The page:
Wearable Privacy Law

Stealth Wear by Adam Harvey is an art-project, prototype version of protective clothing, that stops the wearer from being surveilled — or targeted for drone strikes. It has ponchos, hoodies, burkas, and other clothing items that effectively shield the wearer from being picked up by common surveillance tech.

Others have spoken of wearable law, in which sensors and smart fabrics work to detect legal violations, jurisdictions, or other data that has legal relevance — this project is more about the blocking of communication or transmission of data.

It is a privacy policy in which a person can enforce their preferences for not being subject to government (or private party) surveillance.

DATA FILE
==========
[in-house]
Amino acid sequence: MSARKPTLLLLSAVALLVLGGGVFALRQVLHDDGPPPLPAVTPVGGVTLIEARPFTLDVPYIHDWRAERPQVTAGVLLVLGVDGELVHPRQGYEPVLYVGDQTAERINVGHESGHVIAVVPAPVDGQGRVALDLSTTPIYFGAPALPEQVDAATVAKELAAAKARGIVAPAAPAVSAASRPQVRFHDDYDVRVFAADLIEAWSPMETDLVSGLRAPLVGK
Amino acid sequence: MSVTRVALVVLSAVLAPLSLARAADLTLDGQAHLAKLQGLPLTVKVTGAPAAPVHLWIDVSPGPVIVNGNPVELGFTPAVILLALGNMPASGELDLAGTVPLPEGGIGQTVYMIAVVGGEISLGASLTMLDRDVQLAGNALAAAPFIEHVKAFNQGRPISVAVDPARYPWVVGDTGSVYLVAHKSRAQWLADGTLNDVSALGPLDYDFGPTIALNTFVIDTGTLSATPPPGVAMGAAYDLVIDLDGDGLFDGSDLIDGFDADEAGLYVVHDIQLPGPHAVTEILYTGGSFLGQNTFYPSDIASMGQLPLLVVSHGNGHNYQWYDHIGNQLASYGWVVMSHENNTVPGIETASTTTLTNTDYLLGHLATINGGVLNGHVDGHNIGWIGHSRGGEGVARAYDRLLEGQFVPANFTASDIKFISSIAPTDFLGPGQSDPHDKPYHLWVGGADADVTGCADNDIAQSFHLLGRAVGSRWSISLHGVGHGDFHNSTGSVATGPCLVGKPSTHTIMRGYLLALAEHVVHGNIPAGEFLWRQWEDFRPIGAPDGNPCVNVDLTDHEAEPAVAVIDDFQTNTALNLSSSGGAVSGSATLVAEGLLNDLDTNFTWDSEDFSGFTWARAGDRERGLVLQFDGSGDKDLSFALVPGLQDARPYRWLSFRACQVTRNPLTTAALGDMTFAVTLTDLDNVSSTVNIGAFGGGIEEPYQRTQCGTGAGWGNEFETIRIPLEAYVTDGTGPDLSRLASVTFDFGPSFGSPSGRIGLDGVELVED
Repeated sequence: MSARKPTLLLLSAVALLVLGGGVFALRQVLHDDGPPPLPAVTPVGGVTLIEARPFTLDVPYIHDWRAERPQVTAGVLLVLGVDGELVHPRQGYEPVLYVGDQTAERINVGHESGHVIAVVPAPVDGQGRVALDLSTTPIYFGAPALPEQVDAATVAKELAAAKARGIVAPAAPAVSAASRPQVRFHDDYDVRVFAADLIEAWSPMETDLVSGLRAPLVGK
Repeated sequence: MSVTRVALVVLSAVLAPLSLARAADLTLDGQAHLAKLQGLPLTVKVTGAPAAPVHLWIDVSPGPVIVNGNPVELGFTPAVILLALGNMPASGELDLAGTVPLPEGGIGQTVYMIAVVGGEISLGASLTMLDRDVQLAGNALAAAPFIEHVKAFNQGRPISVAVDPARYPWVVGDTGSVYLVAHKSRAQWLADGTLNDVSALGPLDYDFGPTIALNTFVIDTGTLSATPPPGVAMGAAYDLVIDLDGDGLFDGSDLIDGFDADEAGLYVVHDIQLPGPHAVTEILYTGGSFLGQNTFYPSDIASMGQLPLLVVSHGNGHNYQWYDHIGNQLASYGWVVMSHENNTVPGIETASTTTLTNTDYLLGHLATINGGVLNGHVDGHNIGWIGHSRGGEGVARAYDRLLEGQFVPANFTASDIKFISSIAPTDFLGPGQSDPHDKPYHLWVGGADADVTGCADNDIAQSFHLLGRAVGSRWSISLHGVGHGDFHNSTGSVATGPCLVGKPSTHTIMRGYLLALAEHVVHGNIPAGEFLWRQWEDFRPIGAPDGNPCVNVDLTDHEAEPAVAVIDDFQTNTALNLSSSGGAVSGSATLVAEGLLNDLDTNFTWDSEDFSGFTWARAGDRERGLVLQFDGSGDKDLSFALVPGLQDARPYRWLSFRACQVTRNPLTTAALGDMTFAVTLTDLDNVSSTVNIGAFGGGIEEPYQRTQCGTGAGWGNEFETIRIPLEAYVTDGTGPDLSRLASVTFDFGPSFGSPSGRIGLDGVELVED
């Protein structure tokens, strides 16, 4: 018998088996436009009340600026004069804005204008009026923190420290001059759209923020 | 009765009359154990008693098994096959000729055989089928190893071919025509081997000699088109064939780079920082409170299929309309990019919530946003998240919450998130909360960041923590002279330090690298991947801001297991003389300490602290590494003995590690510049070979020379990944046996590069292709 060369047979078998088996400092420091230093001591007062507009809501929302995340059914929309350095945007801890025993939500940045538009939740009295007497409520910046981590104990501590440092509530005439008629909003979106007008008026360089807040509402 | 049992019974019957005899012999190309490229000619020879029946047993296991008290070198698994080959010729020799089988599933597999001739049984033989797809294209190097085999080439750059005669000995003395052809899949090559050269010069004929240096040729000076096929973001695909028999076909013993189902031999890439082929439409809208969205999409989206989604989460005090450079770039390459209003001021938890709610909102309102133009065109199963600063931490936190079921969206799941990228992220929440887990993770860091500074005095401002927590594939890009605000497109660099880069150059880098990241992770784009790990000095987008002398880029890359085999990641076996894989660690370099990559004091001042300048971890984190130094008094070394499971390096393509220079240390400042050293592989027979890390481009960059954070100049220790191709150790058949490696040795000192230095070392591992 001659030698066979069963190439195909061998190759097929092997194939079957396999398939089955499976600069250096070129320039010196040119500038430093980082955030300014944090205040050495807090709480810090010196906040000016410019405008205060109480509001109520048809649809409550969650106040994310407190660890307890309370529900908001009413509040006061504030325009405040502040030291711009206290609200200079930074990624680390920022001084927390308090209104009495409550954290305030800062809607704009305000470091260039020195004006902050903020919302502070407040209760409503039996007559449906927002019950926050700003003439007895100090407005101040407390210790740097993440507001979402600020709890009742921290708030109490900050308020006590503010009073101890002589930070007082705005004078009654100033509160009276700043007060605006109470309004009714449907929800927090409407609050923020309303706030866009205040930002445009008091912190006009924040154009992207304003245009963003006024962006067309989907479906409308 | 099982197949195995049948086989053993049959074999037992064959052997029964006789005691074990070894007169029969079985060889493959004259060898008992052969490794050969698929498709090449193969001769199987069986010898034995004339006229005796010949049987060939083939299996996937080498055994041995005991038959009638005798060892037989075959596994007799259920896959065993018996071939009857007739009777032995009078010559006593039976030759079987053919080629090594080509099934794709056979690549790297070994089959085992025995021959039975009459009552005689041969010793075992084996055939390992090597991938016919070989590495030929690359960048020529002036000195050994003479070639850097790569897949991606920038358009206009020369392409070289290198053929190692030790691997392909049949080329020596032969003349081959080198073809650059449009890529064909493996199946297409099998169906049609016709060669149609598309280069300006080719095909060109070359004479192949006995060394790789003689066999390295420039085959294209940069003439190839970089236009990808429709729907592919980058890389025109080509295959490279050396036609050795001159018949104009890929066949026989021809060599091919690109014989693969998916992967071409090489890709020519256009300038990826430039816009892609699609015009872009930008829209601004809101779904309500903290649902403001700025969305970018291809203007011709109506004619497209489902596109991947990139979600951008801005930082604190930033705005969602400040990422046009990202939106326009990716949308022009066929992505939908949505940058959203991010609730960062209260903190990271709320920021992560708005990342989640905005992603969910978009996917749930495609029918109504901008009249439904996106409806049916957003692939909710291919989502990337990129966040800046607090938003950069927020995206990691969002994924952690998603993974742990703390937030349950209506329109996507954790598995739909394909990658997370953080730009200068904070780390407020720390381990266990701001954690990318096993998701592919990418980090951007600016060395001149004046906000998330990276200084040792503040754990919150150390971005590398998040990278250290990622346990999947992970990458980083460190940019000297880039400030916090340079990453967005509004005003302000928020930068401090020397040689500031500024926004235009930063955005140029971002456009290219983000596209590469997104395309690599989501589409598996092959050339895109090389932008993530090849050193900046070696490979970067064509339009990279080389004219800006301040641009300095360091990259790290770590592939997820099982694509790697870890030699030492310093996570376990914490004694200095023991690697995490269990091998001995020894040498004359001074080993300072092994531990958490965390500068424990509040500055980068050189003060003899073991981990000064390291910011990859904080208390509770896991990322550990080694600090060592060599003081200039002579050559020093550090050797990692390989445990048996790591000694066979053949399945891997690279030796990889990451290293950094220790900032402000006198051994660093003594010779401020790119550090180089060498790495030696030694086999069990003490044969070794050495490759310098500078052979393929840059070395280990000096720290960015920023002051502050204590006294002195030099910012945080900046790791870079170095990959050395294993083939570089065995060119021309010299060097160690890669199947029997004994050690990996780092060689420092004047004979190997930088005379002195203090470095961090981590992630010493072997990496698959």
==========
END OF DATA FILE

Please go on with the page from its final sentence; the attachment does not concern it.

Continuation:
This is an example of user-based, bottom-up legal design.  Rather than a government imposing a system that channels citizens into certain paths of action, this is a citizen asserting her own preferences for the system she wants to live in — and using this designed product to negate the power of the government’s system.  It’s also kind of curious and playful, intriguing to see this type of citizen-design.

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